(HELP: File photo of another police attack.)
ECONOMYNEXT – Sri Lanka’s police may have scored an own goal by trying to invoke the United Nation’s Universal Declaration on Human Rights as a defence against allegations they used excessive force in breaking up a student demonstration in October.
SSP Ajith Rohana, a former police spokesman, argued before the Human Rights Commission that students were in breach of an article in the UN declaration by causing disruption to motorists and others in the area.
After SSP Rohana drew attention to the UN declaration, the independent commission went into the question of international humanitarian law and found that in fact it was the police which violated article 5 and 7 of the universal declaration.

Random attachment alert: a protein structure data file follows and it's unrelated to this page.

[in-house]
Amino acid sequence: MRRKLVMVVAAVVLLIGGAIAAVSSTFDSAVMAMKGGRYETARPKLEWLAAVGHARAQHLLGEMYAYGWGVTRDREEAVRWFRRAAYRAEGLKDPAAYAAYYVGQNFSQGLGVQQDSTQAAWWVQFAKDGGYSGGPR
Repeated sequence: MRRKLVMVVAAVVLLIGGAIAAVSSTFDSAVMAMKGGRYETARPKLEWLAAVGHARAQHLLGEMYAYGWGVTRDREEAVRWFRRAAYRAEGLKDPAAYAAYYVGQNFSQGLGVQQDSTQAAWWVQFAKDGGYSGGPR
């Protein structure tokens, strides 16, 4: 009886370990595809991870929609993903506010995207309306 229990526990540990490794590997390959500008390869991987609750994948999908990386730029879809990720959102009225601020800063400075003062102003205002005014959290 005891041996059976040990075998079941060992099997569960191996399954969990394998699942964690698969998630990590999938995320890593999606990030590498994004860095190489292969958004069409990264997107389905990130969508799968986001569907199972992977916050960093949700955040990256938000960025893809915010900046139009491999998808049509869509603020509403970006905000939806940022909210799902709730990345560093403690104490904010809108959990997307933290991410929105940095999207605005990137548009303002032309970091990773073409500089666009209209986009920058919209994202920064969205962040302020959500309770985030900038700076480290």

Article 5 says “no one shall be subjected to torture or to cruel, inhuman or degrading treatment or punishment,” while Article 7 guarantees that everyone is equal before the law, a provision in the Sri Lankan constitution too.
The Commission also found that the police were in breach of the Article 7 and 9 of the International Covenant on Civil and Political Rights Sri Lanka subscribes to. Raising the stakes clearly backfired. (COLOMBO, Dec 5, 2015)